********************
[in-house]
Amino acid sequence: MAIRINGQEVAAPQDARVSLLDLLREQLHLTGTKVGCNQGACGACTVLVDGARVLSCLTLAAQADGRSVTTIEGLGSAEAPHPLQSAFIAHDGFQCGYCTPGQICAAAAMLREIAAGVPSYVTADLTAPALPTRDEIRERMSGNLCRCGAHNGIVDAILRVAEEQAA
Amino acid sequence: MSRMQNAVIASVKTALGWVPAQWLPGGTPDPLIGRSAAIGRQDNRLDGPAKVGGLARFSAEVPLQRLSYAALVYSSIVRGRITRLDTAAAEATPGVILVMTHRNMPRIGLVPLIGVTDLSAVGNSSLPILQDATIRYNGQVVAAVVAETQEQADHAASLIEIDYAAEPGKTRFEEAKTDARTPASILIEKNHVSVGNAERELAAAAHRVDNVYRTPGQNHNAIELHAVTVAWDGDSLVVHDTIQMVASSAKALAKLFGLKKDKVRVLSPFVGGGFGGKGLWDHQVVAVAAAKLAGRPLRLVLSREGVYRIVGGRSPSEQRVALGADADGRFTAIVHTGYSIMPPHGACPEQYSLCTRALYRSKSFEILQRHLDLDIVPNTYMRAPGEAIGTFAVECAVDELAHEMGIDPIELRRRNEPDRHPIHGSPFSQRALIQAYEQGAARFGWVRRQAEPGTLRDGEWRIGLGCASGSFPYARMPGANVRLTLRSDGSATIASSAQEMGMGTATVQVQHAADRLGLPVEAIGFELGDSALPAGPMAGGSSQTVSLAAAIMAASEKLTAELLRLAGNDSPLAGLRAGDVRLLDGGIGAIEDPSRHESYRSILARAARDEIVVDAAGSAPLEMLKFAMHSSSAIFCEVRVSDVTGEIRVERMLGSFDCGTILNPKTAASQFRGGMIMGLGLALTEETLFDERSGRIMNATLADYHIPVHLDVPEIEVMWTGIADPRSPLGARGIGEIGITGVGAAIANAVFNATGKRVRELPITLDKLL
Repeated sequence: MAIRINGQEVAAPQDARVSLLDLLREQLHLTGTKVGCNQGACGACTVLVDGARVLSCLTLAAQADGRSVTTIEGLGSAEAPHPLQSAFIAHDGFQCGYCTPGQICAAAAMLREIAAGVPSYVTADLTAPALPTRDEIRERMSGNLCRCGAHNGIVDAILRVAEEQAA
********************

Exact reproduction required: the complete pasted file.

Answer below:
[in-house]
Amino acid sequence: MAIRINGQEVAAPQDARVSLLDLLREQLHLTGTKVGCNQGACGACTVLVDGARVLSCLTLAAQADGRSVTTIEGLGSAEAPHPLQSAFIAHDGFQCGYCTPGQICAAAAMLREIAAGVPSYVTADLTAPALPTRDEIRERMSGNLCRCGAHNGIVDAILRVAEEQAA
Amino acid sequence: MSRMQNAVIASVKTALGWVPAQWLPGGTPDPLIGRSAAIGRQDNRLDGPAKVGGLARFSAEVPLQRLSYAALVYSSIVRGRITRLDTAAAEATPGVILVMTHRNMPRIGLVPLIGVTDLSAVGNSSLPILQDATIRYNGQVVAAVVAETQEQADHAASLIEIDYAAEPGKTRFEEAKTDARTPASILIEKNHVSVGNAERELAAAAHRVDNVYRTPGQNHNAIELHAVTVAWDGDSLVVHDTIQMVASSAKALAKLFGLKKDKVRVLSPFVGGGFGGKGLWDHQVVAVAAAKLAGRPLRLVLSREGVYRIVGGRSPSEQRVALGADADGRFTAIVHTGYSIMPPHGACPEQYSLCTRALYRSKSFEILQRHLDLDIVPNTYMRAPGEAIGTFAVECAVDELAHEMGIDPIELRRRNEPDRHPIHGSPFSQRALIQAYEQGAARFGWVRRQAEPGTLRDGEWRIGLGCASGSFPYARMPGANVRLTLRSDGSATIASSAQEMGMGTATVQVQHAADRLGLPVEAIGFELGDSALPAGPMAGGSSQTVSLAAAIMAASEKLTAELLRLAGNDSPLAGLRAGDVRLLDGGIGAIEDPSRHESYRSILARAARDEIVVDAAGSAPLEMLKFAMHSSSAIFCEVRVSDVTGEIRVERMLGSFDCGTILNPKTAASQFRGGMIMGLGLALTEETLFDERSGRIMNATLADYHIPVHLDVPEIEVMWTGIADPRSPLGARGIGEIGITGVGAAIANAVFNATGKRVRELPITLDKLL
Repeated sequence: MAIRINGQEVAAPQDARVSLLDLLREQLHLTGTKVGCNQGACGACTVLVDGARVLSCLTLAAQADGRSVTTIEGLGSAEAPHPLQSAFIAHDGFQCGYCTPGQICAAAAMLREIAAGVPSYVTADLTAPALPTRDEIRERMSGNLCRCGAHNGIVDAILRVAEEQAA